One of the projects was to outfit three B-17s so they could be remotely piloted. The Army flew them in to our facility, which was a challenge since we only had a 3,500' runway, and we stripped everything possible out of them and fitted them with a nose-mounted TV camera. We'd take them up to 10,000', get them stabilized, and then turn control over to the pilot of a fighter flying next to us. The system worked well.
The B-17's were ferried over to England where they were packed with TORPEX high explosive. The plan was that a pilot would take off in one of them, get the plane stabilized in flight at the 10,000' level, turn control over to the fighter pilot, bail out, and the fighter pilot would remotely pilot the B-17 over to crash and explode in Germany. Just before bailing out, the pilot would throw a switch to arm the TORPEX. One of my friends was scheduled to take the first plane up but he got bumped by a politician's son at the last moment. The replacement pilot took the plane up, and just about the time he would have thrown the switch to arm the TORPEX the plane exploded. The pilot's name? Joseph Kennedy, Jr.
After the war?
The last project I had worked on in the Navy was an aircraft fitted with a powerful radar that would take off and circle at an altitude of 10,000' while transmitting radar images back to the ground. It worked so well that we could circle over Atlantic City and the folks on the ground could count every ship in the NYC harbors. Guess which company won the production contract for that system? GE in Syracuse! So after I got out of the Navy, GE hired me and I came to Syracuse - first working in the old wooden Carrier building and then as one of the first people to move into the newly built Electronics Park. The radar was designed to be used inside a wooden drone during the assault on Truk Island but was not ready in time. A friend told me that it was used later during A-bomb testing on Eniwetok Island.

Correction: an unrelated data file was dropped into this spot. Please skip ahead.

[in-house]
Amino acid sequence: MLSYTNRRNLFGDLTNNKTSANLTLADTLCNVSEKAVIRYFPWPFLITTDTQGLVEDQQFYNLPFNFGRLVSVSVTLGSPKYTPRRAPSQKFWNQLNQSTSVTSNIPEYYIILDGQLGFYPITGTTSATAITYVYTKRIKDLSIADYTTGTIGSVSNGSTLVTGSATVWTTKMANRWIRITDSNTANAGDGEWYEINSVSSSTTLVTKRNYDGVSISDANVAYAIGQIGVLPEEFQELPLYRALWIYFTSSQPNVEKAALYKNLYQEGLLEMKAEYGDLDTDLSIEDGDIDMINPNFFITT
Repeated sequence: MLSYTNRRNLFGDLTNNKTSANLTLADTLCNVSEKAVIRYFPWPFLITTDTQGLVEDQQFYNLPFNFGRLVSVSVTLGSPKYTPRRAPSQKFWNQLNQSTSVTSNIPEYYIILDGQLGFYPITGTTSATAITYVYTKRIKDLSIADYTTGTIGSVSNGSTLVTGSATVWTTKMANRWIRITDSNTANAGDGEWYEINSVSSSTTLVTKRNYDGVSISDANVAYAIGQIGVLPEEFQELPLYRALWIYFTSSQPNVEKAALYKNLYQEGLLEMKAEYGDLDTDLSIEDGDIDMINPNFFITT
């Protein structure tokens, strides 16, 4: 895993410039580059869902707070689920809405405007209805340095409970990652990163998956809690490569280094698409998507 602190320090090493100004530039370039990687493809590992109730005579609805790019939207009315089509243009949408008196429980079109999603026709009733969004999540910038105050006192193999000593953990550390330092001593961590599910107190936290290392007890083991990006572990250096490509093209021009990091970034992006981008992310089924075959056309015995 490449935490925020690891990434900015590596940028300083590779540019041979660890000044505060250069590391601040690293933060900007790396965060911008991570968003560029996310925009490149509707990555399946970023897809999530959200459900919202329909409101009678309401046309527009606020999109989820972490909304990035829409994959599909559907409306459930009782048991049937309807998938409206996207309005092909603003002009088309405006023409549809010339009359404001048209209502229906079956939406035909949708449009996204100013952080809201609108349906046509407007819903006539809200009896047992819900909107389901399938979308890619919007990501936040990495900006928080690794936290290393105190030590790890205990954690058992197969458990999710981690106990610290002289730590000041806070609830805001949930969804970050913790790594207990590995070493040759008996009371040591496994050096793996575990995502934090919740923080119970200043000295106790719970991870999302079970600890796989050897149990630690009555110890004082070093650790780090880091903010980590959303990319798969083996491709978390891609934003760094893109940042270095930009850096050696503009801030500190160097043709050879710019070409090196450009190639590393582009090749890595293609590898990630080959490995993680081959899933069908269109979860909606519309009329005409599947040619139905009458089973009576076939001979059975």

[Note from N2TKX: I'm not 100% sure but I believe that the system that Charlie is talking about spurred the development of what eventually became the AN/APS-145 Advanced Early Warning Airborne Surveillance Radar. This is still produced by Lockheed Martin in Syracuse and is used in the E-2C aircraft produced by Grumman. Production of this system just seems to go on, and on, and on. In fact, Lockheed Martin just received a major contract to upgrade and improve this radar. By the way, this system can simultaneously track 20,000 targets!]
After the war the FCC changed New York from the 8-area to the 2-area. Since W2EBR was already assigned, they gave me the W2PTD call - bad on voice and worse on CW! One day I was talking with Viv-WA2PUU and she mentioned that you could now apply for a vanity call. I applied for W2AK and received it.
And after GE?
I worked at Electronics Park for about a year but then the lure of running my own business called me, and with several friends we formed "CW Floring & Associates" - wonder where that name came from? We were manufacturer's representatives for a number of items such as: capacitors; transformers, wire (high temperature), cabinets, heatshrink tubing, etc. It was risky because you needed to have enough money to live on for six months or so until you started getting some orders, and even then you only got paid on delivery which might be years in the future. But it worked out OK.
General Electric Heavy Military was not one of our best customers because they made a very few, very expensive products. IBM and General Dynamics with their higher volume, lower cost lines were our two best customers. I remember having arguments with the GE engineers over how their "simple" changes to a standard cabinet design drove the cost up from $1,000 to $3,000!
During the sixties, "Doc" Kaffer-W2PPS, Ray Schmitt-W2ABV and I used to have lunch at Weber's Restaurant every week - at the circular table near the bar. Those lunches eventually evolved into QCWA Chapter 29.
I finally retired from my business in 1986 and had more time for amateur radio, winters in Florida, researching the history of amateur radio in Syracuse, and of course attending the QCWA luncheons at Weber's restaurant.